I was impressed that the statement itself seemed to calm my annoyance from the passenger seat. I accused him of showing off and being uber-spiritual but he said, no, it is important for him to actually think those words. He needs to literally remind himself of that in order to keep from getting very angry at times.I think I’ll try this the next few times I come up against insanity on the roads to find out if it works. I also think I’ll try it when I read the news, or see friends fighting about politics or whatever-thing on Facebook, or when someone lies to me, or steals or cheats.

Annoyed with someone?  Repeat after me: Unsurpassable worth, unsurpassable worth… Unsurpassable worth. Fine, be annoyed … but if keeping the annoyance from turning to rage or bad behavior is a sub-goal of yours, just try it with me. Jesus told us each and every one has unsurpassable worth; that all alone they are worth the price He paid.

Yes, even drivers in Haiti. 

Tara Livesay – works with women (and drives) in Port au Prince, Haiti
Blog: Livesayhaiti.com    Twitter: @TroyLivesay
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About Tara Livesay

Tara and her family have lived in Haiti since 2006. She resides in Port au Prince, where she serves as a CPM (Midwife) with Heartline Ministries - Maternity Center working in the area orphan prevention, Maternal and Newborn Health. Tara is a the wife of Troy, the mother of seven children ranging in age from 27 to 9 years old and has recently become a grandmother to 3 grandsons. Tara enjoys friends, laughing, sarcasm and spending time with her family.
  • Janell Poulette

    It sounds like the traffic in Mexico City. We have lived here 10 years and we will still never get used to the way they drive. All the things you listed above happen here. Not sure if they do this in Haiti but when someone is behind you and they want to pass you they put on their left blinker. Or they will flash their lights at you like they are yelling – Get out of my way!!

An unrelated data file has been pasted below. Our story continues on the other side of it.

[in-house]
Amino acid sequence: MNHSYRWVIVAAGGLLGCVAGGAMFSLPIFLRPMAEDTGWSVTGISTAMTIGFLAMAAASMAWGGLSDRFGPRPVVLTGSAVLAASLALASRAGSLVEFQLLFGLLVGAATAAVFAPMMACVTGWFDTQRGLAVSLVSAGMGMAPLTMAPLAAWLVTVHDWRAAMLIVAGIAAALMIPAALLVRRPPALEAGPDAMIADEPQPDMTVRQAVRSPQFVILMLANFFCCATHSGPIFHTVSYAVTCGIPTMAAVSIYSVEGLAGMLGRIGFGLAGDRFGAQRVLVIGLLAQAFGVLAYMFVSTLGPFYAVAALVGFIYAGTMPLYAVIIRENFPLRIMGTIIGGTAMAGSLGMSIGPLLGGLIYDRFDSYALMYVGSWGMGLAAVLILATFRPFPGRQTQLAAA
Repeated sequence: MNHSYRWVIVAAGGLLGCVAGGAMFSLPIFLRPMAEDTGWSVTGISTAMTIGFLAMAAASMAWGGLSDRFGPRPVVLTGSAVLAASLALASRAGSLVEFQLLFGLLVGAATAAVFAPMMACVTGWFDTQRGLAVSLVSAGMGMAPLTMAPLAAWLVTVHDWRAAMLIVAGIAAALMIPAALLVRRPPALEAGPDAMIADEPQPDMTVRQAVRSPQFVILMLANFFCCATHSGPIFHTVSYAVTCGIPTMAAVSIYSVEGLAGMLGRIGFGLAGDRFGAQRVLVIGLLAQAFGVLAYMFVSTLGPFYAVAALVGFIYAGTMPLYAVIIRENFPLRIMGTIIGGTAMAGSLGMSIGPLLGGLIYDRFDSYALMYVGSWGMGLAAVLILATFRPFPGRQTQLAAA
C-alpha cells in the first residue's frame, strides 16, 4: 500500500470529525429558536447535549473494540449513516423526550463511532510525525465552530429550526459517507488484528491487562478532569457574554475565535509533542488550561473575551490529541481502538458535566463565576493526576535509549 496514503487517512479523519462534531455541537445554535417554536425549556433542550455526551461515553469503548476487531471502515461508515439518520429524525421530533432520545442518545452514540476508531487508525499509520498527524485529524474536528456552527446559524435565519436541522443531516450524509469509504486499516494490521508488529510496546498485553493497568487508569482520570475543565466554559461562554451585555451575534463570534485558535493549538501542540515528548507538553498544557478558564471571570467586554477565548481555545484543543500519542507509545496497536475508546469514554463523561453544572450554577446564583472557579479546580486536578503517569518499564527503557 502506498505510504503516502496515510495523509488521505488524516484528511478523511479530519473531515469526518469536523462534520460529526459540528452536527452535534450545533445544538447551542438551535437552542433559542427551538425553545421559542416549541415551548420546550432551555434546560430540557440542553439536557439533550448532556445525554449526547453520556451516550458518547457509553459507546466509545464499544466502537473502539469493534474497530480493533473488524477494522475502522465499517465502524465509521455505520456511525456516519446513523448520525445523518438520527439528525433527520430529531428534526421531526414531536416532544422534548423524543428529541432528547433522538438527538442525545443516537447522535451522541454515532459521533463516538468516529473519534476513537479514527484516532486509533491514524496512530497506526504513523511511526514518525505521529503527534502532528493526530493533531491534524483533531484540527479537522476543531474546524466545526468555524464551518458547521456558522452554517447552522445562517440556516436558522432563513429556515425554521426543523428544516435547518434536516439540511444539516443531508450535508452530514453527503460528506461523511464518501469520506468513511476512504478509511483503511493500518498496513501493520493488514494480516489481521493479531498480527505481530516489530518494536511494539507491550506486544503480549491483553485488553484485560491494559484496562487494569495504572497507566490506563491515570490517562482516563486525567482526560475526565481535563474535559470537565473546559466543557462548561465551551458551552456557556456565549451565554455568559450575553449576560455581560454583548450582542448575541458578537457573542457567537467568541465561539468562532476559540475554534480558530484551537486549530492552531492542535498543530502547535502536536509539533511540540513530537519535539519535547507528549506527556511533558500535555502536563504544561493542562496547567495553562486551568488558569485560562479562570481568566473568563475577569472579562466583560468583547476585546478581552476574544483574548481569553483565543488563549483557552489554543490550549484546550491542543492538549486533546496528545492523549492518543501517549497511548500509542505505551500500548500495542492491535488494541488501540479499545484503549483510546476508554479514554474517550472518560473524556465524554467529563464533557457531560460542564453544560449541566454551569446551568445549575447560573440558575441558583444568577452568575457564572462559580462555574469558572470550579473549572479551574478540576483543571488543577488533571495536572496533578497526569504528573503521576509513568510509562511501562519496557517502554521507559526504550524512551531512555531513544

I don’t drive much outside of our neighborhood. The closeness of all the car kind freak me out 🙂

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  • Helen Sworn

    It is so encouraging to read this.. I have lived and worked in Phnom Penh, Cambodia for 14 years and every time I drive to work or anywhere I have an almost accident and have turned into a most ungracious and aggressive driver.. thanks for being so honest..

  • Abby Blackmon

    I am imagining more than one intersection on more than one day in Port au Prince! I applaud you and Troy in so many ways. For your work, your HUGE hearts, your precious children, the ministry that is your daily life. And while I do drive in Haiti (not yet anyway), I too have spiritual mantras that remind me just how big our God is. . .i hate to fly. Hate it. And I live in Knoxville, TN where, in order to get to PaP the 5-6 times I come each year, I must board 3 planes. I also board 3 planes going home. That’s 6 flights, 5 or 6 times a year. 30-36 plane rides each year, and I HATE to fly. So, I have learned a short prayer, which is my “unsurpassable worth!” — “You are the God of this plane, you are The Lord of my life” with every take off and nearly every landing. Works better than Ativan ever could. I am praying for good time and rest for your family over these next few months, Tara. And I pray our paths will cross soon.
    Abby Blackmon,
    Medical director, Harvest Field Ministries

  • Mary (http://owlhaven.net)

    This is funny and fabulous, Tara. Might help with frustrating parenting moments too. 🙂


  • Karen Yingling

    I think I will try this in LA traffic! And in my house. and at my kids school pick up lines. and…and….and….

  • Matthew Wright

    Tara, you have perfectly described the traffic in Tirana, Albania – as well as the struggle in my heart when I drive there. It also applies when walking through said traffic or riding a bicycle through it. Another missionary friend was preaching and reminded us to “bless those that curse you” – literally one of the hardest things I have remember when I am driving. Thank you for honesty, and Thanks to Troy for a new catch phrase while I drive! (I got a taste of PaP driving with my brother, Chris R who works with Clean Water for Haiti, earlier this year. I felt like I was at home in Albania)

  • Tara Porter-Livesay

    I got insanely busy and did not come back to read these comments until now (a month later) — thanks for the feedback everyone.